The realm of taxation, particularly concerning sales tax, is an ever-evolving landscape with continuous modifications. This article offers an overview of recent alterations and updates in this dynamic field.
Sales Tax Transformations Midyear Assessment
The Tax Foundation has unveiled its "State and Local Sales Tax Rates, Midyear 2023" report. This comprehensive report analyzes sales tax rates across 45 states along with the District of Columbia, encompassing both statewide sales taxes and local sales taxes across 38 states.
Key Highlights Include:
- Occurrences of local sales taxes surpassing state rates.
- The states with the highest average combined state and local sales tax rates are Tennessee (9.548%), Louisiana (9.547%), Arkansas (9.44%), Washington (9.4%), and Alabama (9.24%).
- California claims the highest statewide sales tax rate at 7.25%.
- Colorado boasts the lowest non-zero state-level sales tax rate of 2.9%, followed by five states with 4% rates: Alabama, Georgia, Hawaii, New York, and Wyoming.
- South Dakota has decreased its state sales tax rate from 4.5% to 4.2% effective from July, marking the most recent statewide rate reduction since New Mexico's cut from 5.125% to 5% in July 2022. (Additionally, New Mexico's state-level gross receipts tax rate decreased from 5% to 4.875% as of July 1.)
Abundant Tax Benefits
Alongside the prevalent back-to-school sales tax holidays happening this season, several states have revised their sales tax structures to favor consumers.
Alabama is reducing its sales tax rate on food from 4% to 3% as of September 1. If the state's Education Trust Fund meets specific growth criteria, the rate will further drop to 2% on September 1, 2024, or in a subsequent fiscal year.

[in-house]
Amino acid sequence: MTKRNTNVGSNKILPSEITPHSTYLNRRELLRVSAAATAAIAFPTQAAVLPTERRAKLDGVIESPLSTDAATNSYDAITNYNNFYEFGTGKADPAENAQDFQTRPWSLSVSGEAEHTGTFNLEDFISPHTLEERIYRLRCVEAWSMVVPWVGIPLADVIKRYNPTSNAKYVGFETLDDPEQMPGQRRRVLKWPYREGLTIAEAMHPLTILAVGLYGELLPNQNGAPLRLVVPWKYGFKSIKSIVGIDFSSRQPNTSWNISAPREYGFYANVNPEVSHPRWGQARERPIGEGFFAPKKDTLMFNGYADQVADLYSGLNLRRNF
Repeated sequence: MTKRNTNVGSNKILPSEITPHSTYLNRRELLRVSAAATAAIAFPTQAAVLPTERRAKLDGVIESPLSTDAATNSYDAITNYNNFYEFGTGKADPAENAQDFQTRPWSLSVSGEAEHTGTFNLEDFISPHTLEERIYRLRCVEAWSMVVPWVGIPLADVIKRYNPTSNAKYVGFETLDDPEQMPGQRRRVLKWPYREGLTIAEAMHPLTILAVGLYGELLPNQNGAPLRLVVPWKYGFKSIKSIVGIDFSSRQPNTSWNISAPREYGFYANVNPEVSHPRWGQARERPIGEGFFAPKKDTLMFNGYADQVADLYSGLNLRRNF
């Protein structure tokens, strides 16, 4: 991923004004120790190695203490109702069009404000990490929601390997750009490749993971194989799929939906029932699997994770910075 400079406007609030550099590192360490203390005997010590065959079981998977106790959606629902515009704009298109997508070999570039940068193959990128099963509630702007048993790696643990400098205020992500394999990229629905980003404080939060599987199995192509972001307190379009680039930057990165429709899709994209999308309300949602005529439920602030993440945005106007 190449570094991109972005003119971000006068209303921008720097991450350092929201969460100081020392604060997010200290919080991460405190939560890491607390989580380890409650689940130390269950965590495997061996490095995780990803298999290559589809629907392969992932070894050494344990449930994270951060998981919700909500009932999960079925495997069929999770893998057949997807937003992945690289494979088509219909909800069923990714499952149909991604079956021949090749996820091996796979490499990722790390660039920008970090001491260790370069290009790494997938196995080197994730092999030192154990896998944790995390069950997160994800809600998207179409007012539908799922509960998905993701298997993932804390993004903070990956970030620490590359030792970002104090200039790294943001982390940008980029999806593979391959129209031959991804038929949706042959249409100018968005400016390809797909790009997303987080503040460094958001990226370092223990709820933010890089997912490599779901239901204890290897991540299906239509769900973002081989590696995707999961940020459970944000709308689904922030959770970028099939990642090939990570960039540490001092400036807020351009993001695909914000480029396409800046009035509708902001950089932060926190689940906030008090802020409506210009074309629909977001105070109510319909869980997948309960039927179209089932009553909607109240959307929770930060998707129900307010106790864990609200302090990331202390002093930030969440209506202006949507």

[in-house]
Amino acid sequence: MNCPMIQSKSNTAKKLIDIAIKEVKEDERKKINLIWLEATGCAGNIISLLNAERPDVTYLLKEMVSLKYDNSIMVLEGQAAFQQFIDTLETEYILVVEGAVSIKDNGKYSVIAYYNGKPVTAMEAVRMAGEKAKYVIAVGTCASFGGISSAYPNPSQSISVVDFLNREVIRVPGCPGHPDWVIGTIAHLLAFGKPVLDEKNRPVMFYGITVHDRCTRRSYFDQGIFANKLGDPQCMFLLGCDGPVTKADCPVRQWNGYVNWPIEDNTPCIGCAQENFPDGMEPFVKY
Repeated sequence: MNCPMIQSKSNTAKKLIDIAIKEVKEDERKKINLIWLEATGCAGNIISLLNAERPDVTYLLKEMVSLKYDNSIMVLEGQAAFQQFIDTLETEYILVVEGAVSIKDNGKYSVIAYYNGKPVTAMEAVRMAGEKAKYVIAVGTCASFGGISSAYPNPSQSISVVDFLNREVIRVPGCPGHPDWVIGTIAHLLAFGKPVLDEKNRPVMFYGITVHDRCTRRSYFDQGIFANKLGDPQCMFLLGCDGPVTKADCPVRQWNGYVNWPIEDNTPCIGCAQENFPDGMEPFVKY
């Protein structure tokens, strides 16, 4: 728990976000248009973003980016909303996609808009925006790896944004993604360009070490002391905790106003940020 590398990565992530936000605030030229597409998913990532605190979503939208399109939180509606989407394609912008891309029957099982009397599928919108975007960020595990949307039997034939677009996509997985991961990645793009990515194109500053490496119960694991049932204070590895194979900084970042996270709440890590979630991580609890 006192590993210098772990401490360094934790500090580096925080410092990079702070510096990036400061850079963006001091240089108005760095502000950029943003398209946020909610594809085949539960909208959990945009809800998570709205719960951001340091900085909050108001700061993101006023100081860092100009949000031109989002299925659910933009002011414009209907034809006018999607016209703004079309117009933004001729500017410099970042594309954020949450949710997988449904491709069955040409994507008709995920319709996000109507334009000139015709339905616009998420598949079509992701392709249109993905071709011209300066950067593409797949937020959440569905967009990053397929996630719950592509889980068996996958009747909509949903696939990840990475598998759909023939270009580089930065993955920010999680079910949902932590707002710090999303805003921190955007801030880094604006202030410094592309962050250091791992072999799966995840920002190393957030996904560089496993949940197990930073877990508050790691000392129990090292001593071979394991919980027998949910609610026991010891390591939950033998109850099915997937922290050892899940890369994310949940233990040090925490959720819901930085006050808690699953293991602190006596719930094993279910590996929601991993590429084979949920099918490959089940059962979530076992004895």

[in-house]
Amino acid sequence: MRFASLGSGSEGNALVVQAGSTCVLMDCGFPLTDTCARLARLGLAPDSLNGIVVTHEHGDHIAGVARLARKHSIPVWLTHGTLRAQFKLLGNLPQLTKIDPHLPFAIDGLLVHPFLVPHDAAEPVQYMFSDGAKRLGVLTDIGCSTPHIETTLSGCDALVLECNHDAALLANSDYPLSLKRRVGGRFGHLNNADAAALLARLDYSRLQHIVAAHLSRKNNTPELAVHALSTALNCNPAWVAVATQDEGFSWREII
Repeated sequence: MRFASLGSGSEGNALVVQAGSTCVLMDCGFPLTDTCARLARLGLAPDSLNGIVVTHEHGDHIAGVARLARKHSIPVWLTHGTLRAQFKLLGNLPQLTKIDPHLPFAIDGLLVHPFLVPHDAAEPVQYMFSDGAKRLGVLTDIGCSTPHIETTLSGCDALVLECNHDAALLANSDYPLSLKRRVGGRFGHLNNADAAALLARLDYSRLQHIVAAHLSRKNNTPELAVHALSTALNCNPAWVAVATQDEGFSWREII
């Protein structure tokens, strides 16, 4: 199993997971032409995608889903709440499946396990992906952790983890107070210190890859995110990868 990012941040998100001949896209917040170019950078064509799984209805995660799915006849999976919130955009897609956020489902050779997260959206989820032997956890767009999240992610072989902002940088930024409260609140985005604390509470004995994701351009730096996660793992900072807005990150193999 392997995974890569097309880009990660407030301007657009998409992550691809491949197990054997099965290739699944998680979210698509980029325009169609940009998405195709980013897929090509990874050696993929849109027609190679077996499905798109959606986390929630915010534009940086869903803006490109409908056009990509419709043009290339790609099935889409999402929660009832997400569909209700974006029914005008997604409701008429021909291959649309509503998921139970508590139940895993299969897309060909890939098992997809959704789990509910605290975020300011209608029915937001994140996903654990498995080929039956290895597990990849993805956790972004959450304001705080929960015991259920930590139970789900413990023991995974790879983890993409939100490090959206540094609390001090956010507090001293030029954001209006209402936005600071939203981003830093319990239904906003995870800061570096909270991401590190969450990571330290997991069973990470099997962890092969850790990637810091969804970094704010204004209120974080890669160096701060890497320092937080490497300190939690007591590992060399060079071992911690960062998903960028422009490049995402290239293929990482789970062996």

Starting July 1, Kansas has ceased taxing delivery charges that are separately delineated on invoices, bills of sale, or related documentation provided to buyers. This includes transportation, shipping, postage, handling, crating, and packing charges. Ohio's sales tax exemptions, set to become effective on October 1, have been updated to include new exemptions for various children's products like diapers, therapeutic or preventive creams and wipes, child-restraint devices or booster seats, cribs, and strollers.
Commencing September 1, Texas will eliminate sales tax on essential baby products such as diapers and wipes, as well as menstrual products.
Trust in Income Adjustments: New Jersey has passed budget legislation that introduces alterations to the state's corporate tax regulations. Among these adjustments is the adoption of economic nexus sales tax thresholds (200-plus transactions or receipts exceeding $100,000) for income tax purposes. This step aligns New Jersey with other states that enforce rules for collecting sales tax revenue from out-of-state businesses for income tax objectives.
In Alabama, the Court of Civil Appeals has ruled against the retroactive application of the 2014 revisions to the "prepaid telephone calling card" provision in the Tax Code. The revisions were deemed unconstitutional when applied to a taxpayer acting as an authorized dealer for Boost Mobile.
A taxpayer inquired about tax applicability for equipment purchases from broker auctions in Illinois. The Department of Revenue granted an occasional sale exemption, considering that the transaction was brokered privately with confidential negotiations and separate agreement from the broker's auction listing service.
A general contracting services provider from out-of-state in Texas had waived penalties for failing to file sales tax and corporate income tax returns. The taxpayer's reliance on professional advice, as well as subsequent corrective measures, was taken into account.
New Mexico's Taxation and Revenue Department updated FYI-206, outlining gross receipts tax collection responsibilities for online marketplace providers and sellers. The updated guidance reflects the reduced gross receipts tax rate of 4.875% for out-of-state taxpayers and introduces Form TRD-31117 for reporting and paying gross receipts tax.
A taxpayer in Texas faced sales and use tax assessment for its sales of licensed software applications. The taxpayer argued that it was exempt from remitting tax before October 1, 2018, due to lack of nexus with Texas. However, evidence indicated otherwise.
Texas observed a 2.7% increase in sales tax revenue, reaching $3.99 billion in July compared to the same period in 2022. The sales tax revenue for the three-month period ending in July 2023 marked a 4.5% rise from the previous year.